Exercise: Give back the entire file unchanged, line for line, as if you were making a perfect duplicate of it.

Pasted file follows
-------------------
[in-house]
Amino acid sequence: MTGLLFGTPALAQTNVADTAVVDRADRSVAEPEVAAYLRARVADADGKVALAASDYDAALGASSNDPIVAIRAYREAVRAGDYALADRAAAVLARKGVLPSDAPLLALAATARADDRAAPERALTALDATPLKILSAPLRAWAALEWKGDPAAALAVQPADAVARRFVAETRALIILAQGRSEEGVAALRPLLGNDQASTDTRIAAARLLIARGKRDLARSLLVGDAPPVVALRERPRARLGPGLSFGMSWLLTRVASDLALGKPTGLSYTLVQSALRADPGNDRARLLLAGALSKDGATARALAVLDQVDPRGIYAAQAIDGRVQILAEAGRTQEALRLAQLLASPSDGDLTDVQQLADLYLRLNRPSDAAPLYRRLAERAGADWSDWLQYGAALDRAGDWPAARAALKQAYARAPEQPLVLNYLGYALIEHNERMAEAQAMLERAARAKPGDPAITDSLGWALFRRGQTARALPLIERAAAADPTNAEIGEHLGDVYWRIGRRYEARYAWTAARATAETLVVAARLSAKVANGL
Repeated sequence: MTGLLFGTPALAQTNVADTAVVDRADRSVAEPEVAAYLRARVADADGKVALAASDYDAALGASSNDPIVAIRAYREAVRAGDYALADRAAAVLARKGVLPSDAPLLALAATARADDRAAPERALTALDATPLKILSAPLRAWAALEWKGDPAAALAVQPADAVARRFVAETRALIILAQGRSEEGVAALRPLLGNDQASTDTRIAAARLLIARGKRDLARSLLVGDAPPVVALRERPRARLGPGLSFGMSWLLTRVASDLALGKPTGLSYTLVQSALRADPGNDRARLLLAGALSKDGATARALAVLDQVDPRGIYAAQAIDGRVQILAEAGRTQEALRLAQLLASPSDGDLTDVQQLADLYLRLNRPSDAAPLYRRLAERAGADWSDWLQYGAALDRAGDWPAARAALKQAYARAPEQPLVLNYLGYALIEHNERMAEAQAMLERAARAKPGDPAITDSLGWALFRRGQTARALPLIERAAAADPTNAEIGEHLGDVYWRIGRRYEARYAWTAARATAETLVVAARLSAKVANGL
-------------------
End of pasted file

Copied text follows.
[in-house]
Amino acid sequence: MTGLLFGTPALAQTNVADTAVVDRADRSVAEPEVAAYLRARVADADGKVALAASDYDAALGASSNDPIVAIRAYREAVRAGDYALADRAAAVLARKGVLPSDAPLLALAATARADDRAAPERALTALDATPLKILSAPLRAWAALEWKGDPAAALAVQPADAVARRFVAETRALIILAQGRSEEGVAALRPLLGNDQASTDTRIAAARLLIARGKRDLARSLLVGDAPPVVALRERPRARLGPGLSFGMSWLLTRVASDLALGKPTGLSYTLVQSALRADPGNDRARLLLAGALSKDGATARALAVLDQVDPRGIYAAQAIDGRVQILAEAGRTQEALRLAQLLASPSDGDLTDVQQLADLYLRLNRPSDAAPLYRRLAERAGADWSDWLQYGAALDRAGDWPAARAALKQAYARAPEQPLVLNYLGYALIEHNERMAEAQAMLERAARAKPGDPAITDSLGWALFRRGQTARALPLIERAAAADPTNAEIGEHLGDVYWRIGRRYEARYAWTAARATAETLVVAARLSAKVANGL
Repeated sequence: MTGLLFGTPALAQTNVADTAVVDRADRSVAEPEVAAYLRARVADADGKVALAASDYDAALGASSNDPIVAIRAYREAVRAGDYALADRAAAVLARKGVLPSDAPLLALAATARADDRAAPERALTALDATPLKILSAPLRAWAALEWKGDPAAALAVQPADAVARRFVAETRALIILAQGRSEEGVAALRPLLGNDQASTDTRIAAARLLIARGKRDLARSLLVGDAPPVVALRERPRARLGPGLSFGMSWLLTRVASDLALGKPTGLSYTLVQSALRADPGNDRARLLLAGALSKDGATARALAVLDQVDPRGIYAAQAIDGRVQILAEAGRTQEALRLAQLLASPSDGDLTDVQQLADLYLRLNRPSDAAPLYRRLAERAGADWSDWLQYGAALDRAGDWPAARAALKQAYARAPEQPLVLNYLGYALIEHNERMAEAQAMLERAARAKPGDPAITDSLGWALFRRGQTARALPLIERAAAADPTNAEIGEHLGDVYWRIGRRYEARYAWTAARATAETLVVAARLSAKVANGL